On the map Scafell and Scafell Pike are just a stone's throw apart. There is, however, a slight problem trying to walk between them in the shape of Broad Stand. A wall of rock standing across the ridge of Mickledore from Scafell Pike makes an impossible obstacle for the walker. The Lakeland poet Samuel Coleridge famously down climbed Broad Stand, or rather he dropped down some of it only to realise he couldn't climb back up, so had to go on. Wainwright gave up ever climbing it.
The two usual walkers' routes both involve a drop in height from Mickledore: Lord's Rake is a desperate loose gully scramble with a precarious chockstone, and not recommended. Foxes Tarn, the way described here, is itself a tiny pool hardly bigger than the outfall it feeds. Set in a small rocky, glacial, amphitheatre which echoes to the bleating of sheep and the rocks skittering down dislodged by their cloven hooves. It has a delightful setting, friendly when the sun shines, atmospheric when the mist and cloud inevitably blows in.
After a slither in the scree from Mickledore above, the way to Foxes Tarn is to climb the gully of its outfall. Distinctive, and with a cairn confirming the entrance the way is unmistakable. It is simply straight up, a bit of loose rock, slippery mosses, boulders to clamber over or around. Nothing too tricky and often choices can be made to mitigate or enhance the scramble. Jessie was having fun, plenty of water for her in tiny pools, and no difficulties for four-paw-drive. She got to the tarn first, as usual. From there the path is up a scree riven slope, where somewhere underneath is a pitched path. Straightforward and not too steep the climb is helped by the summit being close by. The rest of the route too is straightforward: the usual route to Scafell Pike via Lingmell col - otherwise it would be a bit of an out and back - and the descent from Scafell is initially through loose stone and then wide grass ridge to join the bridleway back to Brackenclose.
The National Trust pay and display car park at Brackenclose near the campsite is the obvious starting point for this walk. The currently free parking at Wasdale Head green could also be used and there is a small amount of informal parking on the 'main' road.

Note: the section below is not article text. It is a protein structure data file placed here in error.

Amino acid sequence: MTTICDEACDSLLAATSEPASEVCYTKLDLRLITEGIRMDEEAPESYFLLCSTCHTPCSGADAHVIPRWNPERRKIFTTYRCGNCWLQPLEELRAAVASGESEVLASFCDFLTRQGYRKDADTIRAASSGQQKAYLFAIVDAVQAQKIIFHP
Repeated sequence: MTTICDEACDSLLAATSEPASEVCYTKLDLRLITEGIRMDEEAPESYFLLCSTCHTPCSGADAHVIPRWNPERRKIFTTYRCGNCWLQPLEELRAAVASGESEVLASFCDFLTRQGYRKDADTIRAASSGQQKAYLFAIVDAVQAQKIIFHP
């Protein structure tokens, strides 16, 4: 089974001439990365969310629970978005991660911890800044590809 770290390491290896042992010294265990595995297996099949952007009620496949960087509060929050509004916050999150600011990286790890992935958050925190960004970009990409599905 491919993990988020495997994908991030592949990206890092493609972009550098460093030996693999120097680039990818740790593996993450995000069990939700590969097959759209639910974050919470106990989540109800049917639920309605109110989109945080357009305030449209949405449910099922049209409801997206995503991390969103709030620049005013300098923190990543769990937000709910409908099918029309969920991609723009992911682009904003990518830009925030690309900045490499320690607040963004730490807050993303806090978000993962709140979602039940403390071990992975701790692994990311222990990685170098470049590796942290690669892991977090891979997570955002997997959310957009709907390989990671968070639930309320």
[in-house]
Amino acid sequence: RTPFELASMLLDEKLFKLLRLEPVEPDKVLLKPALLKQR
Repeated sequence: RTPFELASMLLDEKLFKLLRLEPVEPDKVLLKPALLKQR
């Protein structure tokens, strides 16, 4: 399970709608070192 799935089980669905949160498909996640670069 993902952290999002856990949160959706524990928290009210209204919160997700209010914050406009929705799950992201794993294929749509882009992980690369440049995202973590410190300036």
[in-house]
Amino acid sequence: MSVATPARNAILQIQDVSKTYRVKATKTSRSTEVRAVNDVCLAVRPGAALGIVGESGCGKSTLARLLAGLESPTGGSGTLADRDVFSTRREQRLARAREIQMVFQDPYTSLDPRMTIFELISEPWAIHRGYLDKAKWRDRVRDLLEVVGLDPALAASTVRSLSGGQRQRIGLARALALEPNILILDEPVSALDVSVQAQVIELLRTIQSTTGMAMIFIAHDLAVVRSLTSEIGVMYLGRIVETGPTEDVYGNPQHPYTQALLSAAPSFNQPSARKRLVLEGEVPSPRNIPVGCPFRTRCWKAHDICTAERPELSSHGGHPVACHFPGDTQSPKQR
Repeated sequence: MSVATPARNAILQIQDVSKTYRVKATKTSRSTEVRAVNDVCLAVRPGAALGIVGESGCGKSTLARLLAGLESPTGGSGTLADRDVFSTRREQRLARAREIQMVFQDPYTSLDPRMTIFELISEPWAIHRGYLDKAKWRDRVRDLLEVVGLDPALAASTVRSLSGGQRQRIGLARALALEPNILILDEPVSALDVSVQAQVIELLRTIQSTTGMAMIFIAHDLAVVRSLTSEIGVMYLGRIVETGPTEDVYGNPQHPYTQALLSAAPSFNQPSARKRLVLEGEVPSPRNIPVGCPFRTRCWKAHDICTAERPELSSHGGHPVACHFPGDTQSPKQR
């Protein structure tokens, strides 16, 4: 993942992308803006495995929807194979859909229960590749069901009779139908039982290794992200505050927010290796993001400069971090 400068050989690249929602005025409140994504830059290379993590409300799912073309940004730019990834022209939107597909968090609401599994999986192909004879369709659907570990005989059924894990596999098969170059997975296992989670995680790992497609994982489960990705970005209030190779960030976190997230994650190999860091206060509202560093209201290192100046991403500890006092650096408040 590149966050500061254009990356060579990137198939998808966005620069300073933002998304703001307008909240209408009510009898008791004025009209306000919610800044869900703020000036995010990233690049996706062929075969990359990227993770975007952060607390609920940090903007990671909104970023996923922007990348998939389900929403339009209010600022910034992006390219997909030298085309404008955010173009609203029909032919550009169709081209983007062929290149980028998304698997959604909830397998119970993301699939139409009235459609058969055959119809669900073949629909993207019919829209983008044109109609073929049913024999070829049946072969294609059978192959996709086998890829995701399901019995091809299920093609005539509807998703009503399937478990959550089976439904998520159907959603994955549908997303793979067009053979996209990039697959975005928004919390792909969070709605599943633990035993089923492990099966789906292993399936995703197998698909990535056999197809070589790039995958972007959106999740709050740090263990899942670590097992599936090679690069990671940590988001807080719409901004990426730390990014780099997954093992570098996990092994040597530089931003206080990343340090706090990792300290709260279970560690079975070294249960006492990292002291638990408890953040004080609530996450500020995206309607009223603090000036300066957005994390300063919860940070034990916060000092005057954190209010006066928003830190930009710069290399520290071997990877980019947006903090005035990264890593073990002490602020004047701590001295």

This walk takes you to the top of the following hills: Scafell Pike and Scafell; and includes 2 Furths, 2 Wainwrights, 2 Birketts, 1 Marilyn, 2 Hewitts, 2 Nuttalls, 2 HuMPs, 1 County Top - Administrative, 1 County Top - Historic, and 1 County Top - Current County and Unitary Authority.
Walk height profile
note that gradients are usually grossly exaggerated
At the far end of the Brackenclose car park, go past the information board and out onto the road to the climbing hut and Wasdale Head Hall Farm. Turn left to cross the cattle grid, and the 'Mountain Rescue bridge'. Immediately bear left on the path, signposted "Scafell Massif", to pass the left hand side of the FRCC Brackenclose hut on the permissive path, Cross the footbridge over Lingmell Gill above the hut. Bear right to go through the kissing gate, and alongside the gill. Continue through the next kissing gate and out onto the open fell.
Over rough ground the path continues and crosses a tributary of Lingmell Gill, which drains Lingmell col - this crossing can be quite difficult when in spate. Using the stone pitched path climb alongside Brown Tongue. At the 'Y' junction bear left to cross the boulders and broken ground of Hollow Stones.
As the path rises above Lingmell col it swings right, to climb steeper over loose and rough stones with cairns marking the way. Turning definitively right climb a succession of sloping slabs, again with cairns confirming the way - as they do to the summit.
Worth remembering just off the bottom of the slabs no more than a few paces to the left of the corner, is a tiny pool of water no bigger than a bucket suitable for a thirsty dog.
Reaching the top of the slabs bear left. With the summit ahead follow the cairned path through the boulder fields to the trig point and squat cairn of Scafell Pike summit.